If you’re buying a new car, it makes sense to test drive it first. So, how easy is it to try the model you want before parting with your cash? Posing as potential buyers, we approached 48 dealers from six big brands to find out how far they’d go to help.
The six brands we chose were Audi, BMW, Ford, Mercedes, Nissan, and Volkswagen. In each case, we chose a car that was not the standard model, but is available in a specification that fundementally alters the driving experience. The sort of the thing that a test drive is there to discern; things such as automatic gearbox options, adaptive ride control or four-wheel drive versions of cars available with two-wheel drive as standard.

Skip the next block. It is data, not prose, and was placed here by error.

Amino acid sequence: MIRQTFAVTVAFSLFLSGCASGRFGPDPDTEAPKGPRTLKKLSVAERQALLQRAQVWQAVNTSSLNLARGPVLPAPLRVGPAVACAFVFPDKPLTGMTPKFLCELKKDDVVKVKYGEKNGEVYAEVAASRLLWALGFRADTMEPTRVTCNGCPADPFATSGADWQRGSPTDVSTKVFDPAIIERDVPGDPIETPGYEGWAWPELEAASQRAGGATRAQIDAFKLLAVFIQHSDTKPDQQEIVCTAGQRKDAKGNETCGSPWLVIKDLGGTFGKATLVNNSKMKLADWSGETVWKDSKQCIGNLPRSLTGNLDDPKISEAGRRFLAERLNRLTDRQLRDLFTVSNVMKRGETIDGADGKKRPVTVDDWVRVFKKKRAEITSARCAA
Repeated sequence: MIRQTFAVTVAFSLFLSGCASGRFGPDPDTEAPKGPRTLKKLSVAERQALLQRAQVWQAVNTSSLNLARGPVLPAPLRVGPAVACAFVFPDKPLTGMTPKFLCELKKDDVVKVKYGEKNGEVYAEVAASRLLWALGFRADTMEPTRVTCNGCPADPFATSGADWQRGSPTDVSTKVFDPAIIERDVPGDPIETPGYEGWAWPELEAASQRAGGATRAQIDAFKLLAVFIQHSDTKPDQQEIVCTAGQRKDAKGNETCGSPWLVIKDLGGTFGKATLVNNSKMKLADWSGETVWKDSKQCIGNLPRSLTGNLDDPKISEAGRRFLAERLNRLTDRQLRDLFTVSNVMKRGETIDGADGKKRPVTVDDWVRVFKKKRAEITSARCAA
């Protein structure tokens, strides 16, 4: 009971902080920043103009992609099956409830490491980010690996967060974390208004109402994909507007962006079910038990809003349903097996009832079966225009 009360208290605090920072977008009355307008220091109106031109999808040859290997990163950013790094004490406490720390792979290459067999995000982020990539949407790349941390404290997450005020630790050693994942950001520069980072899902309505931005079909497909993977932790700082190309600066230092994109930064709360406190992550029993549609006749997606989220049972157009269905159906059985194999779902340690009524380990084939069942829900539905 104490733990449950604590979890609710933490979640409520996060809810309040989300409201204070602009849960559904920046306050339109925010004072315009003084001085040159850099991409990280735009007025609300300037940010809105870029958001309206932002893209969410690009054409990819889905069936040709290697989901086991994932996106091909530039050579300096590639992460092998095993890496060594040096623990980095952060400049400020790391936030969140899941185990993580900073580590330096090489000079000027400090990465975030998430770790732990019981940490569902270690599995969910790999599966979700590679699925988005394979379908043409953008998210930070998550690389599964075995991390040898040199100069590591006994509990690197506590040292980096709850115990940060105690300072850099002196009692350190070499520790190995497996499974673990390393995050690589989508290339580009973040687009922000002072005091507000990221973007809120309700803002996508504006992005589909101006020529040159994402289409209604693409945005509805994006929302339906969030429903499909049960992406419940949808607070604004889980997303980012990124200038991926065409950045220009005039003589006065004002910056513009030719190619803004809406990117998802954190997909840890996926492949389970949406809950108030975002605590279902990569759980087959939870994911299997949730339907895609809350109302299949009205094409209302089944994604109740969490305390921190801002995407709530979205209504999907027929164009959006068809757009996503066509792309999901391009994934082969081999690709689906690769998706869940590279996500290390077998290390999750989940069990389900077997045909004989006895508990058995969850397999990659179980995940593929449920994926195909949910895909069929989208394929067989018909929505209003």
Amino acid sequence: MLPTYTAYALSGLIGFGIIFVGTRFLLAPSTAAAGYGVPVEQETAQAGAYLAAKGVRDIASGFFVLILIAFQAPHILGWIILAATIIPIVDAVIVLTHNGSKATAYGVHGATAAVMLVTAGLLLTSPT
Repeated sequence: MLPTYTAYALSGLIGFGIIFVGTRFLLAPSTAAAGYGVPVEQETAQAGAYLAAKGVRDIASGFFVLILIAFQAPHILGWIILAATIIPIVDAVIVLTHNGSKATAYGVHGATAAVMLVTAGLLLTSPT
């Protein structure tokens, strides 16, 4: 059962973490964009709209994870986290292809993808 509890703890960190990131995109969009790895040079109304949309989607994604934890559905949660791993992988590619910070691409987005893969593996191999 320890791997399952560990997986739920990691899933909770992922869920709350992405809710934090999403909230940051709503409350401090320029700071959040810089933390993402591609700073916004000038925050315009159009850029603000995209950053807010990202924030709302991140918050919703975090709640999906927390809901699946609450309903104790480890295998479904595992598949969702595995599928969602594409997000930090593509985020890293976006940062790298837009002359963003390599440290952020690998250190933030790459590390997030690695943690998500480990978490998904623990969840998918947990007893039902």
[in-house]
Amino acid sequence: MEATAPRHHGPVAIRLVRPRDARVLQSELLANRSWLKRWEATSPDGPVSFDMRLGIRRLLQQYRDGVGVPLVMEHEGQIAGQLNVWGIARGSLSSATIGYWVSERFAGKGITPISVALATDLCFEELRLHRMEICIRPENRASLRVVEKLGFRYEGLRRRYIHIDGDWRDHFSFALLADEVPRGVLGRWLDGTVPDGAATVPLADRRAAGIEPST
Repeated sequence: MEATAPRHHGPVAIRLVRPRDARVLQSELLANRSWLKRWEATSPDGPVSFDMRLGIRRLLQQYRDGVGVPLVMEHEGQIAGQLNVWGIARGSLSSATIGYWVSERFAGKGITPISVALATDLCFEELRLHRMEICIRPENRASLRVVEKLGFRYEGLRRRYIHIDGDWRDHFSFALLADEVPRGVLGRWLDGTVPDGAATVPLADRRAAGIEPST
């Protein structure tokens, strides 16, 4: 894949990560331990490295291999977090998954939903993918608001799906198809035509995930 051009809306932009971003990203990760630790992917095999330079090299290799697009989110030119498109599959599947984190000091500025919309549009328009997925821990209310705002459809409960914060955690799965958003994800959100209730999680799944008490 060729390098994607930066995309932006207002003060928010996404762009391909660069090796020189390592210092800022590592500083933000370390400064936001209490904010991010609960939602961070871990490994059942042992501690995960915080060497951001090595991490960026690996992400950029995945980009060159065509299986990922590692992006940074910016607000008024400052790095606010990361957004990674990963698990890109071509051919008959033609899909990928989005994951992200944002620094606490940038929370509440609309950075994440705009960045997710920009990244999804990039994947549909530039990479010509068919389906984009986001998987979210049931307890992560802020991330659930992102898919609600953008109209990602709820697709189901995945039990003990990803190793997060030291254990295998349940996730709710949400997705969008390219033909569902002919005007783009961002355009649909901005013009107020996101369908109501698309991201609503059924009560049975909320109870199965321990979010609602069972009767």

The days of visiting a showroom to learn about a car are pretty much over, due to the amount of information that’s available in magazines and on websites. What you do want from your local dealer, though, is the chance to confirm your opinion before buying with a test drive.
Judging by our experience here, the car industry is doing a pretty poor job of delivering that. In a way, the manufacturers haven’t helped themselves by offering so many possible specs for every model. However, that isn’t an excuse for not having more of the more likely choices available. More worrying still is the dismissive attitude of many sales staff.
We intend to revisit this story in 2014, to find out if the manufacturers’ mainly constructive reaction to it has resulted in any improvement.